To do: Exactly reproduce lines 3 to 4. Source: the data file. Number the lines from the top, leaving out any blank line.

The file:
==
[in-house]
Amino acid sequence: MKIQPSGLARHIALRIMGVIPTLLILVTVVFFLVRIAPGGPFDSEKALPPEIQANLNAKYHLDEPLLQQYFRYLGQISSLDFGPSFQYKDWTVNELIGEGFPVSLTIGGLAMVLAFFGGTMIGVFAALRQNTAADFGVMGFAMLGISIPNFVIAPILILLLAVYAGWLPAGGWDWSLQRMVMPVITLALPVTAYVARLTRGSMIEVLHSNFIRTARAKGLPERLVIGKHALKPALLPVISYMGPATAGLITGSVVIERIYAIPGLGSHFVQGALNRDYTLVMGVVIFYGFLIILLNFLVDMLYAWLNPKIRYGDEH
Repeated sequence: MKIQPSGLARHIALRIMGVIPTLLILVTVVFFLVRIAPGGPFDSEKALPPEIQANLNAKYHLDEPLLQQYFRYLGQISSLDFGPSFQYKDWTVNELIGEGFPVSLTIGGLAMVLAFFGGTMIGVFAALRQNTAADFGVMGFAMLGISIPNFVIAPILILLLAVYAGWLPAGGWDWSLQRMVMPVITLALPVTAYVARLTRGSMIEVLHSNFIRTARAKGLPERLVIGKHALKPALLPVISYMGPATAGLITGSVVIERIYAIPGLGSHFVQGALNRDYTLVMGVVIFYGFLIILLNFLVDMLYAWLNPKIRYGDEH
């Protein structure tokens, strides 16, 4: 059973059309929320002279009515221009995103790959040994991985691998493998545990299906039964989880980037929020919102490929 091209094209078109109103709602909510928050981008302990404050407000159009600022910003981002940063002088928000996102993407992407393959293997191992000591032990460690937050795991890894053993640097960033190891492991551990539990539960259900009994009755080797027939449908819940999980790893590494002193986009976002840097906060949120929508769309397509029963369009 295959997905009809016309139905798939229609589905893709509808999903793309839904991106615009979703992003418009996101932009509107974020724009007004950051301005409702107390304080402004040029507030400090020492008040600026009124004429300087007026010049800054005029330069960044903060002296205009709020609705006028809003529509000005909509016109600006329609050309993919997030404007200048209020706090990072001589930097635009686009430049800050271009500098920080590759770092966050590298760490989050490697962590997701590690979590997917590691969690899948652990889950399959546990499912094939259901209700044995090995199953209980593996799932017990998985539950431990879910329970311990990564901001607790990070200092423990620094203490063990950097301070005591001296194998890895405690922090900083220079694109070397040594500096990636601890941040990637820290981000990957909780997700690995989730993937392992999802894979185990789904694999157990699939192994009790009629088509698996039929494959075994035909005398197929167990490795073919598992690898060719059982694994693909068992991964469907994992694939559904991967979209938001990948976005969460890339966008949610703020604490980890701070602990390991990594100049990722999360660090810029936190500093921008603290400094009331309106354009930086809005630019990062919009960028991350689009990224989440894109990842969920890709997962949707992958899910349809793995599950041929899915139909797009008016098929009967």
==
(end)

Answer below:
Repeated sequence: MKIQPSGLARHIALRIMGVIPTLLILVTVVFFLVRIAPGGPFDSEKALPPEIQANLNAKYHLDEPLLQQYFRYLGQISSLDFGPSFQYKDWTVNELIGEGFPVSLTIGGLAMVLAFFGGTMIGVFAALRQNTAADFGVMGFAMLGISIPNFVIAPILILLLAVYAGWLPAGGWDWSLQRMVMPVITLALPVTAYVARLTRGSMIEVLHSNFIRTARAKGLPERLVIGKHALKPALLPVISYMGPATAGLITGSVVIERIYAIPGLGSHFVQGALNRDYTLVMGVVIFYGFLIILLNFLVDMLYAWLNPKIRYGDEH
């Protein structure tokens, strides 16, 4: 059973059309929320002279009515221009995103790959040994991985691998493998545990299906039964989880980037929020919102490929 091209094209078109109103709602909510928050981008302990404050407000159009600022910003981002940063002088928000996102993407992407393959293997191992000591032990460690937050795991890894053993640097960033190891492991551990539990539960259900009994009755080797027939449908819940999980790893590494002193986009976002840097906060949120929508769309397509029963369009 295959997905009809016309139905798939229609589905893709509808999903793309839904991106615009979703992003418009996101932009509107974020724009007004950051301005409702107390304080402004040029507030400090020492008040600026009124004429300087007026010049800054005029330069960044903060002296205009709020609705006028809003529509000005909509016109600006329609050309993919997030404007200048209020706090990072001589930097635009686009430049800050271009500098920080590759770092966050590298760490989050490697962590997701590690979590997917590691969690899948652990889950399959546990499912094939259901209700044995090995199953209980593996799932017990998985539950431990879910329970311990990564901001607790990070200092423990620094203490063990950097301070005591001296194998890895405690922090900083220079694109070397040594500096990636601890941040990637820290981000990957909780997700690995989730993937392992999802894979185990789904694999157990699939192994009790009629088509698996039929494959075994035909005398197929167990490795073919598992690898060719059982694994693909068992991964469907994992694939559904991967979209938001990948976005969460890339966008949610703020604490980890701070602990390991990594100049990722999360660090810029936190500093921008603290400094009331309106354009930086809005630019990062919009960028991350689009990224989440894109990842969920890709997962949707992958899910349809793995599950041929899915139909797009008016098929009967």